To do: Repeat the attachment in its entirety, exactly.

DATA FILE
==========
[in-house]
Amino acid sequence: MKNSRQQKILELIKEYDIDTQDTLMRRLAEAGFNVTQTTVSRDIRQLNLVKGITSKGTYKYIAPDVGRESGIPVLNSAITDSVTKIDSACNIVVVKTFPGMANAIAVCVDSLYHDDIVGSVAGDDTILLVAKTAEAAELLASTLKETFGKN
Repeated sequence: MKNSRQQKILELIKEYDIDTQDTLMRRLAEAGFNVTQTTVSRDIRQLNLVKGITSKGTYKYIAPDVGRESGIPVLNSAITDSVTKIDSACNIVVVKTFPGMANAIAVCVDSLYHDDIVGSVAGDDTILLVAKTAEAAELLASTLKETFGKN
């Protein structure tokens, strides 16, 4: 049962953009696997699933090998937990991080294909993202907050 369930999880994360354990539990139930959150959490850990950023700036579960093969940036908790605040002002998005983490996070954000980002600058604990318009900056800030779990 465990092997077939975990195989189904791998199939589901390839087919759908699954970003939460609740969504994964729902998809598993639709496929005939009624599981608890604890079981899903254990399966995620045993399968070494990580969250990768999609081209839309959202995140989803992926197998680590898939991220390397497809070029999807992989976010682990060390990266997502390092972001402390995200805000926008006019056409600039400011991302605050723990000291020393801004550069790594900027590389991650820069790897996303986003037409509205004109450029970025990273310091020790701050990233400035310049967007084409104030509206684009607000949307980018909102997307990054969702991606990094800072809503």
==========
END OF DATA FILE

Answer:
[in-house]
Amino acid sequence: MKNSRQQKILELIKEYDIDTQDTLMRRLAEAGFNVTQTTVSRDIRQLNLVKGITSKGTYKYIAPDVGRESGIPVLNSAITDSVTKIDSACNIVVVKTFPGMANAIAVCVDSLYHDDIVGSVAGDDTILLVAKTAEAAELLASTLKETFGKN
Repeated sequence: MKNSRQQKILELIKEYDIDTQDTLMRRLAEAGFNVTQTTVSRDIRQLNLVKGITSKGTYKYIAPDVGRESGIPVLNSAITDSVTKIDSACNIVVVKTFPGMANAIAVCVDSLYHDDIVGSVAGDDTILLVAKTAEAAELLASTLKETFGKN
């Protein structure tokens, strides 16, 4: 049962953009696997699933090998937990991080294909993202907050 369930999880994360354990539990139930959150959490850990950023700036579960093969940036908790605040002002998005983490996070954000980002600058604990318009900056800030779990 465990092997077939975990195989189904791998199939589901390839087919759908699954970003939460609740969504994964729902998809598993639709496929005939009624599981608890604890079981899903254990399966995620045993399968070494990580969250990768999609081209839309959202995140989803992926197998680590898939991220390397497809070029999807992989976010682990060390990266997502390092972001402390995200805000926008006019056409600039400011991302605050723990000291020393801004550069790594900027590389991650820069790897996303986003037409509205004109450029970025990273310091020790701050990233400035310049967007084409104030509206684009607000949307980018909102997307990054969702991606990094800072809503």